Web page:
Revealed – the cars most likely to have a crash

Drivers know just how much insurance companies love their statistics – especially when they can leverage the numbers to edge up premiums.

The latest is assessing your risk of an accident against the type of car you drive.

The easy conclusion to jump to would be young drivers with boy racer cars have the most crashes – but this does not appear to be the case.

The car with the dubious honour of most likely to be involved in a road accident is the rather sedate Honda FR-V people carrier, with one in five owners staking a claim against their insurance.

Next in line for a bumpy accident claim record is a Volvo XC90 – with 16% of owners looking for pay outs after crashes. Then come the Lexus RX (15.5% of owners claiming) and the Mazda 5 (15.3% of owners claiming).

Bad luck

Other top 10 entries were Honda’s Jazz and CR-V, the Volkswagen Touran, Hyundai Santa, Toyota Rav and Mazda 3.

The numbers relate to the percentage of drivers making accident claims, and in no way reflect on the safety of the vehicles concerned but more on the driving skills and bad luck of their drivers.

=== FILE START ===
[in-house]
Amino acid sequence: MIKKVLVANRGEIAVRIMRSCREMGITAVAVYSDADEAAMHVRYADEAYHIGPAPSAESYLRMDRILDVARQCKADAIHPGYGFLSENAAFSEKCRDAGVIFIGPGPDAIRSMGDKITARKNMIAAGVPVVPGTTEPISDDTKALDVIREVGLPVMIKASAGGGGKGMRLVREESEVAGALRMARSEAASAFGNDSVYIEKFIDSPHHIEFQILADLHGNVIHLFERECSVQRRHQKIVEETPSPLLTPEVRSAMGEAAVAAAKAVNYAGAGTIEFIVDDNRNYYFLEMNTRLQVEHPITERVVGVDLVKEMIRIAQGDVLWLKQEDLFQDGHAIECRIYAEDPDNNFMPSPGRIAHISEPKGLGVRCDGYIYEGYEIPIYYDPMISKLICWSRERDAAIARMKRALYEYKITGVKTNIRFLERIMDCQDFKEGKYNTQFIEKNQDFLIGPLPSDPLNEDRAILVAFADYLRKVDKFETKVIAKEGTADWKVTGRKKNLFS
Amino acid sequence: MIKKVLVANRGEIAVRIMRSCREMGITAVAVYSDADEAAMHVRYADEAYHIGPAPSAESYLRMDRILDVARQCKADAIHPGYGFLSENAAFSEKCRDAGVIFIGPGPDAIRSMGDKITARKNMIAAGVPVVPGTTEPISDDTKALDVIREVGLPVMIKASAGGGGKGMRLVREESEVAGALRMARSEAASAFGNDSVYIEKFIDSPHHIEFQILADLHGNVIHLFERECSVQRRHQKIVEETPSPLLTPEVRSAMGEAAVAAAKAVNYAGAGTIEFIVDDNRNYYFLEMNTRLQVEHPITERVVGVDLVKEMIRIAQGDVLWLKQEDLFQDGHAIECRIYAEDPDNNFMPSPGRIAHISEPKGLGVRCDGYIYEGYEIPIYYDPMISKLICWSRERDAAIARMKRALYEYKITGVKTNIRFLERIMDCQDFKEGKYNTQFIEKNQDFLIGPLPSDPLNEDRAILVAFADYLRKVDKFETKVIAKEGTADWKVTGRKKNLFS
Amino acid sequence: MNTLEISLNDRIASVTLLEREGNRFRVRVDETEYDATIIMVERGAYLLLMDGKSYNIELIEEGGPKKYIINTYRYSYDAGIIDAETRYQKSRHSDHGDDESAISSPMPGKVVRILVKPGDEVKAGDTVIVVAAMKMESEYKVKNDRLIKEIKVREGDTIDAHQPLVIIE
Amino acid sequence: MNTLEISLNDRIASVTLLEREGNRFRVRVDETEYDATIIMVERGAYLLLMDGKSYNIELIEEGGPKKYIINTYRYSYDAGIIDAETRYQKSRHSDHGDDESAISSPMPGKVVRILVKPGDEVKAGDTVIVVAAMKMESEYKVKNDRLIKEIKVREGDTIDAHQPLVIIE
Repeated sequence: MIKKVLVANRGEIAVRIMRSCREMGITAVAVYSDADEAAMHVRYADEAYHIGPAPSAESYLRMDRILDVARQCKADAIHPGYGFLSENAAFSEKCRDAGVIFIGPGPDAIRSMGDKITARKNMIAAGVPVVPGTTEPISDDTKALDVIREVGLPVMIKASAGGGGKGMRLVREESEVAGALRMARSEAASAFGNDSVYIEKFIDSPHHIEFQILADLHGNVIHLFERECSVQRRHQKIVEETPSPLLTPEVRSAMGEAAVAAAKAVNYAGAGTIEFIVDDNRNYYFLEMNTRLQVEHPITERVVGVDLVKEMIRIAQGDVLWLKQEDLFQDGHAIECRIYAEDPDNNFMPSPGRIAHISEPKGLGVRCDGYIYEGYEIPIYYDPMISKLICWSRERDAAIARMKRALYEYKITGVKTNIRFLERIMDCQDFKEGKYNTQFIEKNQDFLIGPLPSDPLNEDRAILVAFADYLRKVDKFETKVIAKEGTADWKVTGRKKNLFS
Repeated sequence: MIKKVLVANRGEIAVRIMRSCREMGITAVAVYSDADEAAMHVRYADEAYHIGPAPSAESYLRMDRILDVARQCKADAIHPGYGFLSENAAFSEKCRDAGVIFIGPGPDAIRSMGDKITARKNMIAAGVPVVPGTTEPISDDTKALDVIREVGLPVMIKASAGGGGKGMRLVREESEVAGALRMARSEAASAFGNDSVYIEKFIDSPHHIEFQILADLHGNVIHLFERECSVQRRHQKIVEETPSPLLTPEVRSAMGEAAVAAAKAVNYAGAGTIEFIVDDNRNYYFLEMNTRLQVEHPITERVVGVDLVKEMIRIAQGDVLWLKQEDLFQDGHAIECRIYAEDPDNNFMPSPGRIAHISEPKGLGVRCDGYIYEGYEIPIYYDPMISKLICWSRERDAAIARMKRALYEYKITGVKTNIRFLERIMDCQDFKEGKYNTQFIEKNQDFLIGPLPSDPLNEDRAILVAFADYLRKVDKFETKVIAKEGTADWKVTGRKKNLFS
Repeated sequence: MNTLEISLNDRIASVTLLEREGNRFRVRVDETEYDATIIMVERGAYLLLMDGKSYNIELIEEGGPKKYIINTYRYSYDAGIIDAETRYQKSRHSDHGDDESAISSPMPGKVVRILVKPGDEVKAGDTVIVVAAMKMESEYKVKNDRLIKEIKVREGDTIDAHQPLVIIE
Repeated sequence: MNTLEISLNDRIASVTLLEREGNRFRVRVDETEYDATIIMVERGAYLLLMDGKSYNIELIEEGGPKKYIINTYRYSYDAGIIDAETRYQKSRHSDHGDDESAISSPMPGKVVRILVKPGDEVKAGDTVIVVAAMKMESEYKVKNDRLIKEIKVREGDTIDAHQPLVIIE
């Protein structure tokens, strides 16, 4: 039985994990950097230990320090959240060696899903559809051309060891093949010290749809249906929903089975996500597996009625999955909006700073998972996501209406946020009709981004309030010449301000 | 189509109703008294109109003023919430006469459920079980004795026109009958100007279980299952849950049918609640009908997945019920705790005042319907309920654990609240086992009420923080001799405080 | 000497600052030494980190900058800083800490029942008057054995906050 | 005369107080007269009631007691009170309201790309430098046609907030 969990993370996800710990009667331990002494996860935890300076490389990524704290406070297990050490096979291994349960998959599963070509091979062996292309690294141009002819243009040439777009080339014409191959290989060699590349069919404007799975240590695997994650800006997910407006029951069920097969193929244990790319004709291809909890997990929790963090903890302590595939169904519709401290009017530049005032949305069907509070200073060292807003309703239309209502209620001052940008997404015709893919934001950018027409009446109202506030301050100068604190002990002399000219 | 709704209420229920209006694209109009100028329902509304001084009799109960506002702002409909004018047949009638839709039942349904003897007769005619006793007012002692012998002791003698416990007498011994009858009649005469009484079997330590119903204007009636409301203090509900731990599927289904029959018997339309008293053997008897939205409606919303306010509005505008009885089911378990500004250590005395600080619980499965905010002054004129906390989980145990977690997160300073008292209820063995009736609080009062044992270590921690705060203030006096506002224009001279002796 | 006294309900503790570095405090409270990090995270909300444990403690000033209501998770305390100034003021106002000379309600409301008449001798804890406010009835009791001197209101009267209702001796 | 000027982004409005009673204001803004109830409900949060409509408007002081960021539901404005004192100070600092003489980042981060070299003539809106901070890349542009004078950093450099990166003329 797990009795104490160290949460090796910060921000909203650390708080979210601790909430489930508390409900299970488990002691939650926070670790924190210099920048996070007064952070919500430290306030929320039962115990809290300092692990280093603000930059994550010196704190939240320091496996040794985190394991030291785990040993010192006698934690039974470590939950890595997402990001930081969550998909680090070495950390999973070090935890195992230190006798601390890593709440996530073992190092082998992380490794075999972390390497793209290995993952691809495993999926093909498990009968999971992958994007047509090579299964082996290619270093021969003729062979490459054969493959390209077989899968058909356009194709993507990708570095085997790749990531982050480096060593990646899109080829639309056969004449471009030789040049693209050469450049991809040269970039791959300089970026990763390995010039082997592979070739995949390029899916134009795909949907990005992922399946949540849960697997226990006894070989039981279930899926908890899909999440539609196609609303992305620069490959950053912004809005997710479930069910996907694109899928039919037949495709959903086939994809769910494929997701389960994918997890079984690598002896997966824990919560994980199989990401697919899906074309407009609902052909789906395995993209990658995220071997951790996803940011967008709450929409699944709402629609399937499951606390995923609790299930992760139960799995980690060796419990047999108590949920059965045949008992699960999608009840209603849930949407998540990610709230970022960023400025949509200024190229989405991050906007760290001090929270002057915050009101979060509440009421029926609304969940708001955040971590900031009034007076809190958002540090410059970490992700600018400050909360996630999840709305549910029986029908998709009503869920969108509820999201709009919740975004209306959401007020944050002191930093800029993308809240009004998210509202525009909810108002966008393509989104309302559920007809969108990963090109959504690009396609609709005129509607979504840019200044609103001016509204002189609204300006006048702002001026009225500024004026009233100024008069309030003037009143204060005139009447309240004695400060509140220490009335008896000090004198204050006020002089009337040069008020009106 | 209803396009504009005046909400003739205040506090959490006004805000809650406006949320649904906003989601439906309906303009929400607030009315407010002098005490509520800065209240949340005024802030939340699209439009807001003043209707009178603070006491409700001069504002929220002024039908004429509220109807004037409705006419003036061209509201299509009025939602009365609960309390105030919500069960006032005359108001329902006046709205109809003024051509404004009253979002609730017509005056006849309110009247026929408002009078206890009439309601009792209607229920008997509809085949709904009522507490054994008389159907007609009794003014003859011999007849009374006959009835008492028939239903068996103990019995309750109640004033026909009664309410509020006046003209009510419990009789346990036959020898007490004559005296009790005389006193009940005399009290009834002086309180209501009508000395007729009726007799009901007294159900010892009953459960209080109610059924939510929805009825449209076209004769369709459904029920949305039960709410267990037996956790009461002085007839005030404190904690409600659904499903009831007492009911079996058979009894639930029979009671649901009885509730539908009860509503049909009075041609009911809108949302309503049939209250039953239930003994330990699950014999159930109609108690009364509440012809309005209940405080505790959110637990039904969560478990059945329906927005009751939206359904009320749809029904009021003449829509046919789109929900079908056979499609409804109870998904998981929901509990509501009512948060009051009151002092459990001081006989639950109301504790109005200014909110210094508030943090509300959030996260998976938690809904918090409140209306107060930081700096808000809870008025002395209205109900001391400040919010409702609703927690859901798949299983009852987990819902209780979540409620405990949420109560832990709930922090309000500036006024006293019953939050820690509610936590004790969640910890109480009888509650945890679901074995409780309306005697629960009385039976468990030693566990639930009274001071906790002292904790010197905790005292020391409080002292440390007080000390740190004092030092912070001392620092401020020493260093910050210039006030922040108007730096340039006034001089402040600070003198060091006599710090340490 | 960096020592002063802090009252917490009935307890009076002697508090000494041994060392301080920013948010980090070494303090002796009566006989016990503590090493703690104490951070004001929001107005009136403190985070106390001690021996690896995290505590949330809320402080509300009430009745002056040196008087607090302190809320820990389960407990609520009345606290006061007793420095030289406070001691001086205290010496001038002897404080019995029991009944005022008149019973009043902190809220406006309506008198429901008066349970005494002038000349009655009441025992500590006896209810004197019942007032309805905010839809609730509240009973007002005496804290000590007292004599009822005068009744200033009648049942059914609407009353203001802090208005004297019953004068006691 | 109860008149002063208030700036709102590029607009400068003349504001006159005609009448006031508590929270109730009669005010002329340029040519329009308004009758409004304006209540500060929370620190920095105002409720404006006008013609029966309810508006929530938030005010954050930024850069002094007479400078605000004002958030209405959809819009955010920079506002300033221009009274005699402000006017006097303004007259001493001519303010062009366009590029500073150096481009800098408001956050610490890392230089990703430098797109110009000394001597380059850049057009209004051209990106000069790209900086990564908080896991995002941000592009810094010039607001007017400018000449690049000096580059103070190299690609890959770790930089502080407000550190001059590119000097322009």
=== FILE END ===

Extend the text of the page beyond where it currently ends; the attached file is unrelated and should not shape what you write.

The lowest claim rates were for the Mazda 2 TS TD with only nine accident claims recorded in the last five years. Also hovering around the 1% mark were Nissan’s Skyline, the Ford Focus RS and the Fiat Cinquecento. 

Don’t forget, these figures relate to the accident claims made by drivers – not the safety records of the cars.

The figures were extracted from a year’s worth of customer quotes generated by an online insurance comparison site.

Car insurance claims

Why these specific makes and models show up as the cars making most accident claims is a mystery.

Statistically, the Insurance Blogger would expect the models that sell the most to have the highest accident statistics simply because more of these vehicles are on the road for longer.

Car insurers have banded cars by performance, emissions and other criteria for years, but traditionally, the drivers are assessed for accident risk rather than their vehicles.

Perhaps these new statistics are part of a worrying trend that means the car you drive rather than the way you drive it will affect the cost of your car insurance.

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